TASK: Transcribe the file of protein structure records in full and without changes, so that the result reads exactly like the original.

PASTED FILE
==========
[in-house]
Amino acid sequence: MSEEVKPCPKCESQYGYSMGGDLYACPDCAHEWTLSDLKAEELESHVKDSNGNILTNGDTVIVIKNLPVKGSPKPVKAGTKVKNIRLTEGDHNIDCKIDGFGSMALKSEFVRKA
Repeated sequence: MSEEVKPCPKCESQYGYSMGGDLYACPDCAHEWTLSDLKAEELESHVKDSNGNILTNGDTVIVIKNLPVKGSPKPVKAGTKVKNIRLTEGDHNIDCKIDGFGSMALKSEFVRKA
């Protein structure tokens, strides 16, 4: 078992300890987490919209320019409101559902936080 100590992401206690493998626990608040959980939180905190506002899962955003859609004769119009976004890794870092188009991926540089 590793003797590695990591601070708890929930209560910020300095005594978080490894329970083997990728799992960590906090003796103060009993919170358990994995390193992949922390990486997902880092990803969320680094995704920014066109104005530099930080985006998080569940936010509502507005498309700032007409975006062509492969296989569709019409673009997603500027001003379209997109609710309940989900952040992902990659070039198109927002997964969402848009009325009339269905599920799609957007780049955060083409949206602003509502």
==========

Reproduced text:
[in-house]
Amino acid sequence: MSEEVKPCPKCESQYGYSMGGDLYACPDCAHEWTLSDLKAEELESHVKDSNGNILTNGDTVIVIKNLPVKGSPKPVKAGTKVKNIRLTEGDHNIDCKIDGFGSMALKSEFVRKA
Repeated sequence: MSEEVKPCPKCESQYGYSMGGDLYACPDCAHEWTLSDLKAEELESHVKDSNGNILTNGDTVIVIKNLPVKGSPKPVKAGTKVKNIRLTEGDHNIDCKIDGFGSMALKSEFVRKA
């Protein structure tokens, strides 16, 4: 078992300890987490919209320019409101559902936080 100590992401206690493998626990608040959980939180905190506002899962955003859609004769119009976004890794870092188009991926540089 590793003797590695990591601070708890929930209560910020300095005594978080490894329970083997990728799992960590906090003796103060009993919170358990994995390193992949922390990486997902880092990803969320680094995704920014066109104005530099930080985006998080569940936010509502507005498309700032007409975006062509492969296989569709019409673009997603500027001003379209997109609710309940989900952040992902990659070039198109927002997964969402848009009325009339269905599920799609957007780049955060083409949206602003509502």